Gold and Markets

The price of gold is set by the market, but since 1919, the London Stock Exchange sets twice a day a reference price (the so-called gold fixing). The five most important merchants of the world for the exchange of physical gold (in English "the Club of Five") are: Johnson Matthey, Mocatta & Goldsmith, Samuel Montagu and Rothschild Sharps Pixley. Historically, gold has been used to support currency in an economic system based on the gold standard, in which the value of each currency is established equivalent to a certain amount of gold. As part of this system, governments and central banks tried to control the price of gold, setting the parity with currencies. For a long period (1789-1933) the United States fixed the price of gold at $ 20.67 / ounce (equal to $ 0.66456 / g) - except for slight variations in time of war - then raised to 35 U.S. dollars / ounce (equal to $ 1.12527 / d) in 1934. maintain this price in 1961 had become a difficult task; central banks of the United States of America and Europe began to coordinate their actions to keep the price stable against the forces of the market.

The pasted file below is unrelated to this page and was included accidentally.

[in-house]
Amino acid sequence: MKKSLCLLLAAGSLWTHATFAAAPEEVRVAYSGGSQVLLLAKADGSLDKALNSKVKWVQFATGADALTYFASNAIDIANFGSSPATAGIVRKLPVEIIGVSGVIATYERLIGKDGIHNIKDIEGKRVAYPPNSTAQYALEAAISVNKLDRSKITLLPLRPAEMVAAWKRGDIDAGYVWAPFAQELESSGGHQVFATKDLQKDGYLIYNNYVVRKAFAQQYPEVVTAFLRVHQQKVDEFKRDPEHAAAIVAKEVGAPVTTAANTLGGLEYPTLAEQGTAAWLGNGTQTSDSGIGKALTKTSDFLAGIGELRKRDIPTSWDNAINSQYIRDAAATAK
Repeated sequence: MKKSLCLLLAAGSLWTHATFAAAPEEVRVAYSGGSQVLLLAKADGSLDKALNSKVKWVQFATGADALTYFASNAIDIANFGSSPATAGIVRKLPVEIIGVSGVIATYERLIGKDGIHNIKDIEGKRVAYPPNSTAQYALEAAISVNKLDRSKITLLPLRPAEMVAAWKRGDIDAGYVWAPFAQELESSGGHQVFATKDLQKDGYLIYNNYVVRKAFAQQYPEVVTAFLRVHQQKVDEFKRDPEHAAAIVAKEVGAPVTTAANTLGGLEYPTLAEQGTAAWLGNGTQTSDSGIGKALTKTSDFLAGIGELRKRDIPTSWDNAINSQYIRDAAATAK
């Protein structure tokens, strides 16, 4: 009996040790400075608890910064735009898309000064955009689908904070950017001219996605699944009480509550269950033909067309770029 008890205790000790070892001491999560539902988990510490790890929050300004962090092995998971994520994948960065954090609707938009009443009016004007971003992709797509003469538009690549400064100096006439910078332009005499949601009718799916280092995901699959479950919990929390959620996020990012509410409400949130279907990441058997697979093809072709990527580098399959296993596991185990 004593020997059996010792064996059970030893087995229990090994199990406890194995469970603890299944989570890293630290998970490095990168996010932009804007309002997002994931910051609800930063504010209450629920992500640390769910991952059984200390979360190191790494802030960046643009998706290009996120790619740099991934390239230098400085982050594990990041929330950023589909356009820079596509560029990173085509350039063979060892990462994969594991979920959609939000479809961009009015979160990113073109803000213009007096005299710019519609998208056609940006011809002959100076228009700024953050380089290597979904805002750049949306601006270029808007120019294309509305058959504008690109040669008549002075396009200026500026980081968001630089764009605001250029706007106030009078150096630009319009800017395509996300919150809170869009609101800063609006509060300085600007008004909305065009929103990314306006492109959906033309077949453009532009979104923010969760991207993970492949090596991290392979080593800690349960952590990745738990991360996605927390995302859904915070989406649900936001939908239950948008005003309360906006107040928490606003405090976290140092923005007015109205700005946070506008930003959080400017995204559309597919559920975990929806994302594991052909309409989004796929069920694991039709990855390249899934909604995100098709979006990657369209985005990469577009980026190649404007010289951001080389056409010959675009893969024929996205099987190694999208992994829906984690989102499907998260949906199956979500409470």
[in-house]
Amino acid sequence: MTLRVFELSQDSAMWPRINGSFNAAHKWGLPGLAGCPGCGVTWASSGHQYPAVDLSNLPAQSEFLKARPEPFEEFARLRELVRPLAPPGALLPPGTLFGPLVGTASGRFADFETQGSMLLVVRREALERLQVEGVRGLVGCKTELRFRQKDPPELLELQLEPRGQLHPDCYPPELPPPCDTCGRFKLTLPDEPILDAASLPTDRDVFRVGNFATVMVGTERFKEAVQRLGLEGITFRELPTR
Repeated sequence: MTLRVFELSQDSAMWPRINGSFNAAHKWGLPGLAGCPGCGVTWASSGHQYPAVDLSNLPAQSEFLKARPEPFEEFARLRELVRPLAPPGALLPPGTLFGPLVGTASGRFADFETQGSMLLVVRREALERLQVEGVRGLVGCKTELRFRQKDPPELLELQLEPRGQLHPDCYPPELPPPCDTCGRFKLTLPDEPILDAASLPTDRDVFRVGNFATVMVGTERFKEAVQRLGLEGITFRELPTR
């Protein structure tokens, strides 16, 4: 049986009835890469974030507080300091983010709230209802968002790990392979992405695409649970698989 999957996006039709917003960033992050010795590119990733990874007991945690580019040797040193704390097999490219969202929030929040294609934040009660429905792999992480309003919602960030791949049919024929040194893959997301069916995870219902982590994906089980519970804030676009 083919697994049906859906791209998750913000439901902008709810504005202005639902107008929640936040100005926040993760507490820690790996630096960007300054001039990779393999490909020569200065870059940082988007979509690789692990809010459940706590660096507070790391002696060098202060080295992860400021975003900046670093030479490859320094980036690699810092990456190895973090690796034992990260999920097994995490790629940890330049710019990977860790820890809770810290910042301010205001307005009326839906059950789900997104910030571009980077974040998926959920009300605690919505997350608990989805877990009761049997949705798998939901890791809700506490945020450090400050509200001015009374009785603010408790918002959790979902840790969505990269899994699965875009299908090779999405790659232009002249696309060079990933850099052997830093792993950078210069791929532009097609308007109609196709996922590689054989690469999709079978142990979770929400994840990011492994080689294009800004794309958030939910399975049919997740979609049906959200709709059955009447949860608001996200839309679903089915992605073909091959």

On 17 March 1968, economic circumstances caused the failure of these efforts, it was introduced a dual system, which fixed the price of gold at $ 35 / ounce for international currency transactions, leaving him free to float as it regarded the exchanges between private. This dual system was abandoned in 1971, when the price of gold was left free to vary in accordance with the laws of the market. Central banks still hold gold reserves to guarantee the value of their currencies, although the overall volume of these reserves has been gradually declining (due to the progressive issue of currency in the absence of equivalent gold or any other metal).

Since 1968 the price of gold has undergone large swings in the markets, with a record of over $ 1,900 / ounce (more than 60 $ / g) in August 2011 [18], and a minimum of $ 252.90 / ounce (8,131 $ / g) 21 June 1999 (London gold fixing). The price went up to 420 $ / ounce (13.503 USD / d) in 2004 due to the devaluation of the U.S. dollar, the price of gold in other currencies (eg euro) has been in the same period increased by less, however, substantial at 10% the share of 330 euro / ounce (10,6 € / g).